With legs striding, hips swiveling and arms flailing, a few hardy racewalkers will attack the course at the D.C. Marathon on April 12th. They're practitioners of a sport which 75 years ago outranked football in popularity, almost became extinct in the 1950s, and lately has come back on the heels of the running boom.

Ask the walkers baout their sport and they'll tell you racewalking is easier than running, an Olympic sport, and for most people. But make no mistake, racewalking is not for most people. It's for those not afraid to be different. Racewalkers must put up with smirking bystanders and frequent wisecracks.

Carl Scheuler, a racewalker and member of the 1980 U.S. Olympic team, has come to expect that. "We don't get a lot of acceptance from the rest of society," he explained. "That makes for a close-knit group." f

Marjorie Hayden, a racewalker from Gaithersburg, put it a little differently: "After a while the heckling becomes a compliment," she said. "If you get heckled, you know you are racewalking right."

The racewalker's gait propels him to speeds of seven or eight minutes per mile. The best walkers stride at nearly a six-minute-mile clip.

Participants try to come as close as they can to running without running. One foot must be on the ground at all times and the back leg must momentarily be straight on every step. Initial violations in a race bring warnings; repeated infractions bring disqualification.

There are about a thousand racewalkers in the country. Among the approximately 30 in this area are some of the best in the sport.

There's 33-year-old Alan Price of Washington, who set a national record by walking 100 miles in 18 hours, 57 minutes. There's Schueler, from Silver Spring, the top qualifier in the 50-kilometer (31-mile) event when try-outs were held for the U.S. Olympic squad.

Sal Corrallo of Gaithersburg, local racewalking club president, will talk your ear off on racewalking's opportunities.

"Racewalking is a sleeper sport," said the 49-year-old competitor. "It's where marathoning was 10 years ago. If someone has natural ability in walking it's the easiest way to make a national team."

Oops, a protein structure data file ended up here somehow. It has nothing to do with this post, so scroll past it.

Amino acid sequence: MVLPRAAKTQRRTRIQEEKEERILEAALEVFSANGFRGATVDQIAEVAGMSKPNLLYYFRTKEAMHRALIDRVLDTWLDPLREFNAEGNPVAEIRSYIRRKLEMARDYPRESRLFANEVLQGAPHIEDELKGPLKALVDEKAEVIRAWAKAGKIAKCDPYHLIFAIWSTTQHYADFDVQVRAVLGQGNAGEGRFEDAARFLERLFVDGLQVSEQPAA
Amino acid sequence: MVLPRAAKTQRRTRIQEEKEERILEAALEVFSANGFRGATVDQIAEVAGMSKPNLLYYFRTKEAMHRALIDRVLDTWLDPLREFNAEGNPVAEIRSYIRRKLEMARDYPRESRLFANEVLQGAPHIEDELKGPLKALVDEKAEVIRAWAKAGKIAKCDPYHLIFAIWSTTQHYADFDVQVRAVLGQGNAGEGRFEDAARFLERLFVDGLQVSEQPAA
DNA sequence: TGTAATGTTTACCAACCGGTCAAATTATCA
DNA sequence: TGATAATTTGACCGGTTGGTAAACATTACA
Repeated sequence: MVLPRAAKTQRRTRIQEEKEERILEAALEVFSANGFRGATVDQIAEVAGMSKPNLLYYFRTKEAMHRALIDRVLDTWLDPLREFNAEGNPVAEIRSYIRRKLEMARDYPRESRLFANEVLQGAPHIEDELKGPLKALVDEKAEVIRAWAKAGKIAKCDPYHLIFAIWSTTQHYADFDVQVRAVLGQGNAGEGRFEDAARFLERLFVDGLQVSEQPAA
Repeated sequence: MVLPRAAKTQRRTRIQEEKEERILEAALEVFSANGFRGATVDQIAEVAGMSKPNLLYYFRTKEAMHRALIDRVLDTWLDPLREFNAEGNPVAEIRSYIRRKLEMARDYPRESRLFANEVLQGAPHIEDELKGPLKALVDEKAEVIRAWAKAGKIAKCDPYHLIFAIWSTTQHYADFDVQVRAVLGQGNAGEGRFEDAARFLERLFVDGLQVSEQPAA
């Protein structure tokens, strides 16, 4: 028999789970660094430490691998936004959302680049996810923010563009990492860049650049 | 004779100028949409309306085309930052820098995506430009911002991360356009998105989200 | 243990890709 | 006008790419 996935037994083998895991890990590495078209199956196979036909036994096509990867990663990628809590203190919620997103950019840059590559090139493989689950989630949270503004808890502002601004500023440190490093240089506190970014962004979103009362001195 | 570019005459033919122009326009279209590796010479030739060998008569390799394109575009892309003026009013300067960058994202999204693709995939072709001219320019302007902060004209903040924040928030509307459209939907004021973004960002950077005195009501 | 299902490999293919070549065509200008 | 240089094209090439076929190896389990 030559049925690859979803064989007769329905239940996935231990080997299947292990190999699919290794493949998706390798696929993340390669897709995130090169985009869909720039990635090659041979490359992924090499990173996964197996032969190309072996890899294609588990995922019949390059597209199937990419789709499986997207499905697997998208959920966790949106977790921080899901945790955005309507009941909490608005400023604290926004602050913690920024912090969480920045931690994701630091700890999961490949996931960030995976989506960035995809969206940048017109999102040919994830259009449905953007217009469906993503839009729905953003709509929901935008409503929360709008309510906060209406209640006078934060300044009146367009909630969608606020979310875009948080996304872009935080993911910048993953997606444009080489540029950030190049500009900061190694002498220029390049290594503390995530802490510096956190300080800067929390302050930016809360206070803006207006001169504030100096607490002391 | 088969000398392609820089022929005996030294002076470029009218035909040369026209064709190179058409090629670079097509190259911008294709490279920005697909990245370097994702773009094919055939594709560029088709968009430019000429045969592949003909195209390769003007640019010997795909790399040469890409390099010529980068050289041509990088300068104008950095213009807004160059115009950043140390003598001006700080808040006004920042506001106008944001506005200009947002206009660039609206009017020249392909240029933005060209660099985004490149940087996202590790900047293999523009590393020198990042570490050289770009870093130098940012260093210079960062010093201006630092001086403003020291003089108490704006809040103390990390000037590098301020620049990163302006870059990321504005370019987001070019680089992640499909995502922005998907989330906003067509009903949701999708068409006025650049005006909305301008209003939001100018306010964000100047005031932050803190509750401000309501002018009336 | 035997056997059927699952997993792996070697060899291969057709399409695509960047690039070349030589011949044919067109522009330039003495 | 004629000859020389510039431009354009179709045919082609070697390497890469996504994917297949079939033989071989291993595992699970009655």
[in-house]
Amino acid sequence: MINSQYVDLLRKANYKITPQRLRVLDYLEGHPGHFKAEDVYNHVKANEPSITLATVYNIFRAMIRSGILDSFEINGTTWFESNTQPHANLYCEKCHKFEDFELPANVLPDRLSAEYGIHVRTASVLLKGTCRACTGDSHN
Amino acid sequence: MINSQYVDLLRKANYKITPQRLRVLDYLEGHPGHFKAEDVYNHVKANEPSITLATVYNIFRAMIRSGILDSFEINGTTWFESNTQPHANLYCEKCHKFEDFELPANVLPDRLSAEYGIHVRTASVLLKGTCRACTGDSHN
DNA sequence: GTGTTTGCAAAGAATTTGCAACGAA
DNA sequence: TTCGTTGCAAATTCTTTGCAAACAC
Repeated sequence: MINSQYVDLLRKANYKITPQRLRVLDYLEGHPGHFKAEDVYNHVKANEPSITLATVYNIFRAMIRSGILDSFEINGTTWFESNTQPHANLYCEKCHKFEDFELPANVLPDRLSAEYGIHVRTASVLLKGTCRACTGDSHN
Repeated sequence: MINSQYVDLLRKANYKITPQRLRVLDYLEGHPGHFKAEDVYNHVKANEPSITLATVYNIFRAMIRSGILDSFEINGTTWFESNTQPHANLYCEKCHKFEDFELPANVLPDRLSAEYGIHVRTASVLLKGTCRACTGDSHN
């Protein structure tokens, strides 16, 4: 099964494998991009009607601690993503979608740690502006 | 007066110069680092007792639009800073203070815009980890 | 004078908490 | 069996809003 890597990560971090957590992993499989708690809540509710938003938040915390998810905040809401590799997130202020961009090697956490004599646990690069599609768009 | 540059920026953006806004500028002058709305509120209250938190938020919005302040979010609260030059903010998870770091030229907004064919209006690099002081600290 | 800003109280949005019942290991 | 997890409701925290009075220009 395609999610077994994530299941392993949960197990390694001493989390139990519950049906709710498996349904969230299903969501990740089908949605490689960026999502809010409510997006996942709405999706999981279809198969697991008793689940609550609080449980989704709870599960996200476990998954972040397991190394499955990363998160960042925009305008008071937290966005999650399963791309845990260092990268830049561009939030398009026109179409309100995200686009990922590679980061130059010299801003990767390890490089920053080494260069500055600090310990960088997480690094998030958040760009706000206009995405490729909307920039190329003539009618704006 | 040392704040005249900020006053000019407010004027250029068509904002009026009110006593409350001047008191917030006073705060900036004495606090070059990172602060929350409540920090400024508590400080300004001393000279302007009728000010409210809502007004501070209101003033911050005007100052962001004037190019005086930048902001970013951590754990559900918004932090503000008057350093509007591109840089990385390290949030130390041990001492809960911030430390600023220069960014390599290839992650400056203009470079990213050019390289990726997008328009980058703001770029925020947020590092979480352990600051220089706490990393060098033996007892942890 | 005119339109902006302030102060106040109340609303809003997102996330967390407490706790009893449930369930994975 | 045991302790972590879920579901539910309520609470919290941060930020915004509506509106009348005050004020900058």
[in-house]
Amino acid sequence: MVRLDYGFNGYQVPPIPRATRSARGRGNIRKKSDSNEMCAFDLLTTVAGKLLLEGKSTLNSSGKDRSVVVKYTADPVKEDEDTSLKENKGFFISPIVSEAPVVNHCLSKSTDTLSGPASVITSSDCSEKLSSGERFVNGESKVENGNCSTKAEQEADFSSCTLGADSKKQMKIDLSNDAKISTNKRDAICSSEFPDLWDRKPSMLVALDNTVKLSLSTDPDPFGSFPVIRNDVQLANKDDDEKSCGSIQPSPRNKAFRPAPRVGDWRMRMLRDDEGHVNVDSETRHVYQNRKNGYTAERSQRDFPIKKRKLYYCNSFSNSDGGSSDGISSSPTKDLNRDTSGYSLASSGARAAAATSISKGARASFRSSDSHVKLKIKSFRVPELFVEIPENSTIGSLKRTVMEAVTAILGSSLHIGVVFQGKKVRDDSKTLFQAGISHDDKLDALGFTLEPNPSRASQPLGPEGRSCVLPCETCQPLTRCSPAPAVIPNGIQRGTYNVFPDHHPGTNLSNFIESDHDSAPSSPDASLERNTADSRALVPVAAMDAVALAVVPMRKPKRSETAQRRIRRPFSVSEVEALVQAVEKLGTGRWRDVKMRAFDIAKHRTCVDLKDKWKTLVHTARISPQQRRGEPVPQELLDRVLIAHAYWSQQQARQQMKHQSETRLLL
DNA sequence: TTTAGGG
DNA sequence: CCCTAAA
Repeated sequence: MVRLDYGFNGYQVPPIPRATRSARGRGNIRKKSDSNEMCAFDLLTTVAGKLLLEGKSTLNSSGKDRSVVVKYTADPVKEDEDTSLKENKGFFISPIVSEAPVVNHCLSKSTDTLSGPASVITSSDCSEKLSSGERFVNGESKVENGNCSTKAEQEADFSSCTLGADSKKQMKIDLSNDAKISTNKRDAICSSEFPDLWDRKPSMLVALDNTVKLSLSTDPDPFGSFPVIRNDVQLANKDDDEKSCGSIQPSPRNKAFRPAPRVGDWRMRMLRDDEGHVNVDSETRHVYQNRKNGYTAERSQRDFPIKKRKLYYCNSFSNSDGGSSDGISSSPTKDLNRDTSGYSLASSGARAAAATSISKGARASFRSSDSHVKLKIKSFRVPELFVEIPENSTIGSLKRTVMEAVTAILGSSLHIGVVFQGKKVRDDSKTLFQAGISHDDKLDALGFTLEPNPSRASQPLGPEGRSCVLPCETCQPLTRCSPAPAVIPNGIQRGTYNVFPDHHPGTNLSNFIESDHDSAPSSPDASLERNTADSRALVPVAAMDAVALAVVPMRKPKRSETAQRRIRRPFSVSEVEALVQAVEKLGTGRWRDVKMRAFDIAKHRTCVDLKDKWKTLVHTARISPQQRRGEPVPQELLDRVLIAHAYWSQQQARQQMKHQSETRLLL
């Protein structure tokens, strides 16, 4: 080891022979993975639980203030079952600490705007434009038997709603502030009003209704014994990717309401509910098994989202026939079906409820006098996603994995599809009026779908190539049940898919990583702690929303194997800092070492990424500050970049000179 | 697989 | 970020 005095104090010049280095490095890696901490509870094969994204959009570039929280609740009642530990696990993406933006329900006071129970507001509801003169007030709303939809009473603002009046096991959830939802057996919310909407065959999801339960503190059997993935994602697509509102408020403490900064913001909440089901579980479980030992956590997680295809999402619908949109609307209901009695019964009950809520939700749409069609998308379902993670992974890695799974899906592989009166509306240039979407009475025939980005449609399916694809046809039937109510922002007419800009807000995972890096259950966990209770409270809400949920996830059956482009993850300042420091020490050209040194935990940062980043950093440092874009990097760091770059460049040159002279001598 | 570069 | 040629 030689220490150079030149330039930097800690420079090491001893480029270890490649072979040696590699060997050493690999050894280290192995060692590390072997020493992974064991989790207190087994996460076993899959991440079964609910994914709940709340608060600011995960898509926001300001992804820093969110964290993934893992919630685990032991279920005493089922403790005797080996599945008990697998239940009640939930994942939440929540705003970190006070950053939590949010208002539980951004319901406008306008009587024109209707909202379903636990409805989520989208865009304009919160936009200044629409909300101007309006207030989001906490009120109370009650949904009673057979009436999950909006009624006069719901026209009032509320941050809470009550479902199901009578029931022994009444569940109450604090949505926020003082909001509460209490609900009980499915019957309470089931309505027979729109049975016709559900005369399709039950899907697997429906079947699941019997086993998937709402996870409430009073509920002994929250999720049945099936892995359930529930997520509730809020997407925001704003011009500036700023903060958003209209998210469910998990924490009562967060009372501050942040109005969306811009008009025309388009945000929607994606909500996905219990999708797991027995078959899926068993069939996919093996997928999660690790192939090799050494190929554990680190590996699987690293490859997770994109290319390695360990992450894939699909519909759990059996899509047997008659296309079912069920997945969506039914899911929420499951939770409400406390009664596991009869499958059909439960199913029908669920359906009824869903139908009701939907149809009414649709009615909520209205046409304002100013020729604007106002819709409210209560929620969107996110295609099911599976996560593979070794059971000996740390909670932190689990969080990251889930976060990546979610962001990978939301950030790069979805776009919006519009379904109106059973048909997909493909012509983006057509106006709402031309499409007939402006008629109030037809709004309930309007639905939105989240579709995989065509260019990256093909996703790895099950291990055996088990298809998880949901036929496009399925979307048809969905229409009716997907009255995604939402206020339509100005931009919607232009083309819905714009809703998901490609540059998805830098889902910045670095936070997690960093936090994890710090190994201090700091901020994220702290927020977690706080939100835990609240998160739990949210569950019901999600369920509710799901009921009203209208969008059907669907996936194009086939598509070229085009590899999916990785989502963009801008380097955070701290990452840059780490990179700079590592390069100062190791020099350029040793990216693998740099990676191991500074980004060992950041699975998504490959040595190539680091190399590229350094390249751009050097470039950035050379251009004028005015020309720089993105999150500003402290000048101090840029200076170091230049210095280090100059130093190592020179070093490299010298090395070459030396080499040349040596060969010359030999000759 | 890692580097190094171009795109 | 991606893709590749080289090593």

In what other sport could someone with six months of practice win a gold medal at a Pan-American championship meet? Hayden did it in the women's 35-to-39-year-old five-kilometer walk in Puerto Rico last Labor Day.

"All I had to do was finish," said Hayden. "I was the only contestant in the event, but the medal I won was the same as those other winners received.

"Few women are involved in racewalking," Hayden continued. "With a few month's practice, one can compete nationally. It's a sport for crying people."

Racewalking has known better days. During the sport's "golden era" at the turn of the century, meets attracted thousands of spectators. Bettors placed wagers on the outcome. Racewalking became one of the earliest Olympic sports, with 20- and 50-kilometer events added in 1908.

The sport faded in the 1930s and edged toward extinction. Spectators turned their attention to up-and-coming sports like football and basketball. The number of racewalkers dwindled to a few hundred. In 1976 the 50-kilometer race was dropped from the Olympic program.

About 10 years ago, the sport began a comeback. The 50-kilometer event returned to the Olympics last year, but if the United States had gone to Moscow it's doubtful we would've won a medal. Schueler's national record time in Olympic trials would have earned only sixth place in Moscow.

"We compete, but we are hardly competitive," said Corrallo. "We can't be a serious contender with only several hundred serious walkers."

Strong Olympic teams come from the Soviet Union, Italy, East Germany and Mexico. The United States has never taken a medal higher than a bronze.

Racewalking has made inroads into such major running meets as the New York Marathon. About 40 racewalkers entered last year's. Schueler led the pack by finishing in 3:50. Although may spectators and runners yelled encouragement to the walkers, the race brought home the realities of the sport.

"We didn't get any publicity," Corrallo complained. "Not one newspaper made mention of the walkers. It's something we expect, but it's still disappointing."

Lack of acceptance makes for close camaraderie. Some participants spends hundreds of dollars each year for travel to away meets.Frequently walkers in the area of a meet try to find lodging for the others. Local walkers often carpool to non-local races.

It's not easy for walkers to explain the lure of the sport.

"When I saw my first racewalk contest," said Corrallo, "I became immediately fascinated by it. I was fascinated by the movement, flow and rhythm.

"There are fewer injuries in walking than in running," he added. "Stress is distributed more evenly along the leg. Some people who find running too painful can racewalk with little or no pain."

The exercise aspect attracted Hayden. "Your legs start developing muscles you never knew you had," she explained. "It's an easy way to control your weight. When you first start it takes a lot of concentration, but after a short time it comes naturally."

And experience that racewalkers regularly encounter says something about their hopes for the sport.

"Sometimes young kids laugh, then fall in behind to mimic me," said Schueler. "After a while soome ask serious questions about what I'm doing. When they realize I'm serious and doing something important, a few stop laughing and start thinking."